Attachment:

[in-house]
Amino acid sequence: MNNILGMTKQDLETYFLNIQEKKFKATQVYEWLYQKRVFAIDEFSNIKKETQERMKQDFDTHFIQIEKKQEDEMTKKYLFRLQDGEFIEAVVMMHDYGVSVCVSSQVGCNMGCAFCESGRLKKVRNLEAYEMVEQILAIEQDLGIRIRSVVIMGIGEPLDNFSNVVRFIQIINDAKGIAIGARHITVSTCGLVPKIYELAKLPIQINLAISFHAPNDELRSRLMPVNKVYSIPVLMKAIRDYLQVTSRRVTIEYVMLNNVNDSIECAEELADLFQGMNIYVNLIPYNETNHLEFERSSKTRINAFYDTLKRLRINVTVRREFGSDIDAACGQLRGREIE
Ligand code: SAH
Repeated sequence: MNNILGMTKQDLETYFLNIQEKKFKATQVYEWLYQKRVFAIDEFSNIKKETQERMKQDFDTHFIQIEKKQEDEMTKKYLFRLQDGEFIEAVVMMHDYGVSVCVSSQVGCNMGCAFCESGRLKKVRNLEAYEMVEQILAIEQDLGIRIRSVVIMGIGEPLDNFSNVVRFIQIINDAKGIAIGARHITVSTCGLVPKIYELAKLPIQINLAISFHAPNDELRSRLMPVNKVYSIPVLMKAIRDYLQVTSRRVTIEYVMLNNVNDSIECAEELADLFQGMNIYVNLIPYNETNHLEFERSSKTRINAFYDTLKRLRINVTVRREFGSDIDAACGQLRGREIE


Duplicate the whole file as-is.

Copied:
[in-house]
Amino acid sequence: MNNILGMTKQDLETYFLNIQEKKFKATQVYEWLYQKRVFAIDEFSNIKKETQERMKQDFDTHFIQIEKKQEDEMTKKYLFRLQDGEFIEAVVMMHDYGVSVCVSSQVGCNMGCAFCESGRLKKVRNLEAYEMVEQILAIEQDLGIRIRSVVIMGIGEPLDNFSNVVRFIQIINDAKGIAIGARHITVSTCGLVPKIYELAKLPIQINLAISFHAPNDELRSRLMPVNKVYSIPVLMKAIRDYLQVTSRRVTIEYVMLNNVNDSIECAEELADLFQGMNIYVNLIPYNETNHLEFERSSKTRINAFYDTLKRLRINVTVRREFGSDIDAACGQLRGREIE
Ligand code: SAH
Repeated sequence: MNNILGMTKQDLETYFLNIQEKKFKATQVYEWLYQKRVFAIDEFSNIKKETQERMKQDFDTHFIQIEKKQEDEMTKKYLFRLQDGEFIEAVVMMHDYGVSVCVSSQVGCNMGCAFCESGRLKKVRNLEAYEMVEQILAIEQDLGIRIRSVVIMGIGEPLDNFSNVVRFIQIINDAKGIAIGARHITVSTCGLVPKIYELAKLPIQINLAISFHAPNDELRSRLMPVNKVYSIPVLMKAIRDYLQVTSRRVTIEYVMLNNVNDSIECAEELADLFQGMNIYVNLIPYNETNHLEFERSSKTRINAFYDTLKRLRINVTVRREFGSDIDAACGQLRGREIE